Healthy Streets: something we can all agree on?
By Oly Shipp
In current times, we’d be hard pressed not to find ourselves privy to multiple divisive debates. In this country, the toxic legacy of the Brexit referendum can appear to have left us with a broken society. We struggle to enter civil conversations about issues that affect us all, such as how to respond to the great existential issue of our time: the climate emergency. We might accept the scientific consensus that man-made climate change is real and urgent, but what we can and should actually do about it – and how quickly – still seems to split families, friends, and communities.
One of our major contributions to the climate crisis is transport; yet here, we are also rife with divisions. We slip easily into unhelpful tribalism based around modes of transport: motorists against bus users; pedestrians versus motorists; everyone against cyclists! I do it myself, often oversimplifying travelling in Oxford as a choice between those selfishly fuming in their congesting metal boxes, versus the clean, green angels flying past on their bikes.
These categories are really unhelpful: many cyclists are also motorists; most train-users also use buses or taxis; and we are all pedestrians! The words themselves can be problematic too: it will always be difficult to promote a ‘pedestrian’ future, when the dictionary definition is: “showing little imagination, not interesting, boring”.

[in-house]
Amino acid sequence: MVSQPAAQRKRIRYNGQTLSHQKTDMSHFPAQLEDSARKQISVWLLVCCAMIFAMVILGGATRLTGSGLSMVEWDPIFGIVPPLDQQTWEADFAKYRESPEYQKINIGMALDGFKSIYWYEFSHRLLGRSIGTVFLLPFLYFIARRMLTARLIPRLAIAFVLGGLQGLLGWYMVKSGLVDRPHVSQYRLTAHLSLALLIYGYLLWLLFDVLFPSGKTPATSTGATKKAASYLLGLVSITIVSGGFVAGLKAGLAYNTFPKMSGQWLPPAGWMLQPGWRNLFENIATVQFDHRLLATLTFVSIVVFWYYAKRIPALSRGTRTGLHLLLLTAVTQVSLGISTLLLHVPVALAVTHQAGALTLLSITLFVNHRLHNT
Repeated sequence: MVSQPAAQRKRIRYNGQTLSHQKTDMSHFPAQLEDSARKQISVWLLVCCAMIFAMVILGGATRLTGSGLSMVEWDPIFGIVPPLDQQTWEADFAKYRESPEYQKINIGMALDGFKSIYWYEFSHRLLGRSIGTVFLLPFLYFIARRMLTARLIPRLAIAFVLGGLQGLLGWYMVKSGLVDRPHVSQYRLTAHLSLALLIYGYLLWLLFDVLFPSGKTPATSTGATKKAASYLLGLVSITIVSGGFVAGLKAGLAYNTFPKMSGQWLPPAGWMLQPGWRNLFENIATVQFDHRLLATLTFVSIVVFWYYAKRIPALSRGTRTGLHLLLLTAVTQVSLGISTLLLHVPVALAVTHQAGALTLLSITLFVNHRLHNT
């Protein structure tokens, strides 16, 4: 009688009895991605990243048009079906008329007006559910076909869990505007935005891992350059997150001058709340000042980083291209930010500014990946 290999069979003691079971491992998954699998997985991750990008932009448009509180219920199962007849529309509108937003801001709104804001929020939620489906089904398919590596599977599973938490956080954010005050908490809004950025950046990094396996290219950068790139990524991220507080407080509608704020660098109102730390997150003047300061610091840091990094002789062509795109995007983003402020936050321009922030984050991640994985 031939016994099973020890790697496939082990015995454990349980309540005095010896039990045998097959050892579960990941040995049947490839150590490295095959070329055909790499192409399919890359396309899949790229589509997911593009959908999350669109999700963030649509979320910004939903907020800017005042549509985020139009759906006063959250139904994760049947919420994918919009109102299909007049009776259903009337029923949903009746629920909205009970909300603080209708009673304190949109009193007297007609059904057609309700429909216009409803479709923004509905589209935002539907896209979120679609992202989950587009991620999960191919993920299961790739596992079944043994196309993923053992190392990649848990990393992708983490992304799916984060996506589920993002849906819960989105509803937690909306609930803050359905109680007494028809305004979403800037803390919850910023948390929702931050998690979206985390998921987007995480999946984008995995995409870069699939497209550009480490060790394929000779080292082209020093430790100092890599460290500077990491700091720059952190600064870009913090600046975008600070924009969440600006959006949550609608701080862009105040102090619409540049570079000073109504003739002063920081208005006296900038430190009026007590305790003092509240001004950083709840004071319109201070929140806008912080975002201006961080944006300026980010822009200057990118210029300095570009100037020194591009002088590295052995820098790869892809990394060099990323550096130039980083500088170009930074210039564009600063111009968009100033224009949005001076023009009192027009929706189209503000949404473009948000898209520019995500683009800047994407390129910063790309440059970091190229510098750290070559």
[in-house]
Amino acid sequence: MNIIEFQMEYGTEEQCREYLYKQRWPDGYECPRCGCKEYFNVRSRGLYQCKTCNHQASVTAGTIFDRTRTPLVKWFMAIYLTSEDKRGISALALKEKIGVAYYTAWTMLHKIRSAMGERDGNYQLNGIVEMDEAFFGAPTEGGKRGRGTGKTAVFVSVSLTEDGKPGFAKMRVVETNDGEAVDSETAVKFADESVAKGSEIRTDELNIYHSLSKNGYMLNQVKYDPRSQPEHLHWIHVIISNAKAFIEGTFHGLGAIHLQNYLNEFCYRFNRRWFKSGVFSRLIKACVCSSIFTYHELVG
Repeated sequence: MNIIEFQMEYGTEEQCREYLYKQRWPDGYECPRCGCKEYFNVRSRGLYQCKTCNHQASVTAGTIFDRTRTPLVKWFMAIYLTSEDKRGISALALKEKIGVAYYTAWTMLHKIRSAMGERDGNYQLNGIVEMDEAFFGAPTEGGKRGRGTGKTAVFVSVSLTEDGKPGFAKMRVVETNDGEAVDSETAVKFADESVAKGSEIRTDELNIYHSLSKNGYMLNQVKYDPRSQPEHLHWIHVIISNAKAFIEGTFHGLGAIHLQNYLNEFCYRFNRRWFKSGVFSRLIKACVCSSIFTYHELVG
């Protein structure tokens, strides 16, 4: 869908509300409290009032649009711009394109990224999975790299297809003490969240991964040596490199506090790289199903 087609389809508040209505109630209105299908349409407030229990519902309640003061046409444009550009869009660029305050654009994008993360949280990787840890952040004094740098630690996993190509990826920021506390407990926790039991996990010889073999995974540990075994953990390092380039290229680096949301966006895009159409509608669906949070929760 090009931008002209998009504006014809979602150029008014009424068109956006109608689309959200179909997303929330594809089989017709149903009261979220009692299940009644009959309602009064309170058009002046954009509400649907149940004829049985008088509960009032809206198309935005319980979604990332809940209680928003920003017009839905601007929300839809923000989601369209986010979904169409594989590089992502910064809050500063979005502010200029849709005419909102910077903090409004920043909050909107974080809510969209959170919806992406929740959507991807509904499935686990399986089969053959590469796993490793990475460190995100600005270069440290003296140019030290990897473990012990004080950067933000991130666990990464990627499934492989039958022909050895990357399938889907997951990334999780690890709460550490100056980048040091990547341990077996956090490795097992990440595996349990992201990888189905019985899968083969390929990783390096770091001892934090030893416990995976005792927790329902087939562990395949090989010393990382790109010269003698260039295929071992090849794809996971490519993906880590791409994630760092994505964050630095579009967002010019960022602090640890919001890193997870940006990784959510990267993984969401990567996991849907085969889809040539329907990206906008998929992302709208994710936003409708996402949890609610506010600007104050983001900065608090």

These categories are also silly: why would we define ourselves solely by our mode of transport? I walk the kids to school, ride a bike to work, take the bus to the train station, and hire a car for occasional trips to the countryside. What does that make me?
According to Lucy Saunders, an inspiring and highly experienced public health consultant, finding better words to describe our various travel choices is an important step towards showing respect for different viewpoints, reaching agreement across groups and making much-needed progress. Instead of classifying ourselves (and each other) as pedestrians, drivers, cyclists etc. She suggests we talk about people; people walking, people cycling, people driving cars, people riding on buses. The way we choose to travel does not define us.
Lucy started by researching the health impacts of transport, public space and urban planning. Happily, it turns out that public spaces designed with improving people’s health in mind, also create city streets that are – quite simply – nice places to be in; places that foster social interaction, economic vibrancy and environmental sustainability.
What’s more, she has developed ten clearly defined and measurable indicators about the health of our streets, which may just be the holy grail we’ve been looking for: impossible to argue with! After all, who doesn’t want streets that are easy to cross, have shade and shelter, places to stop and rest, are not too noisy, and where people choose to walk and cycle? Is there anyone who would protest against streets with clean air, where people have things to see and do, and everyone feels safe, relaxed, and welcome?
‘Healthy and attractive streets for all’: this is the ambition. Surely that’s something we can all agree on?